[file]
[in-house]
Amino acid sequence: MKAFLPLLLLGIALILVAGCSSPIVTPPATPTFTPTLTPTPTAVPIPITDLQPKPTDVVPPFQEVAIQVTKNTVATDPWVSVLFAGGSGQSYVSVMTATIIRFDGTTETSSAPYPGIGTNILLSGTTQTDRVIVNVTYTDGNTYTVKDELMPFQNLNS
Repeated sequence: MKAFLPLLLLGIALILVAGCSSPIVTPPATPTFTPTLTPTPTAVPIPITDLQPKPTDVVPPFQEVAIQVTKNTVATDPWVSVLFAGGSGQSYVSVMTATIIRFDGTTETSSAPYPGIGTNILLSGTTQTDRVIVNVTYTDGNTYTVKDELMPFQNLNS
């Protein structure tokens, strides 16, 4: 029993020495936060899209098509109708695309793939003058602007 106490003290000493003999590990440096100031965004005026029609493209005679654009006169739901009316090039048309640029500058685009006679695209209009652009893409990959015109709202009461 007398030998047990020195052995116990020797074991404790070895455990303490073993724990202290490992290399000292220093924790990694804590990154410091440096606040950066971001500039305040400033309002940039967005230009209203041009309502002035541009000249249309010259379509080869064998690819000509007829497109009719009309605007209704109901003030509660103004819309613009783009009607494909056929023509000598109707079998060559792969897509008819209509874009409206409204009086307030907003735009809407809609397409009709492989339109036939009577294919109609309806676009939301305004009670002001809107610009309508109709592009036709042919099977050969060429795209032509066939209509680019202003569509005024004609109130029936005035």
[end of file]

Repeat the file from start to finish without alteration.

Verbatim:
[in-house]
Amino acid sequence: MKAFLPLLLLGIALILVAGCSSPIVTPPATPTFTPTLTPTPTAVPIPITDLQPKPTDVVPPFQEVAIQVTKNTVATDPWVSVLFAGGSGQSYVSVMTATIIRFDGTTETSSAPYPGIGTNILLSGTTQTDRVIVNVTYTDGNTYTVKDELMPFQNLNS
Repeated sequence: MKAFLPLLLLGIALILVAGCSSPIVTPPATPTFTPTLTPTPTAVPIPITDLQPKPTDVVPPFQEVAIQVTKNTVATDPWVSVLFAGGSGQSYVSVMTATIIRFDGTTETSSAPYPGIGTNILLSGTTQTDRVIVNVTYTDGNTYTVKDELMPFQNLNS
């Protein structure tokens, strides 16, 4: 029993020495936060899209098509109708695309793939003058602007 106490003290000493003999590990440096100031965004005026029609493209005679654009006169739901009316090039048309640029500058685009006679695209209009652009893409990959015109709202009461 007398030998047990020195052995116990020797074991404790070895455990303490073993724990202290490992290399000292220093924790990694804590990154410091440096606040950066971001500039305040400033309002940039967005230009209203041009309502002035541009000249249309010259379509080869064998690819000509007829497109009719009309605007209704109901003030509660103004819309613009783009009607494909056929023509000598109707079998060559792969897509008819209509874009409206409204009086307030907003735009809407809609397409009709492989339109036939009577294919109609309806676009939301305004009670002001809107610009309508109709592009036709042919099977050969060429795209032509066939209509680019202003569509005024004609109130029936005035």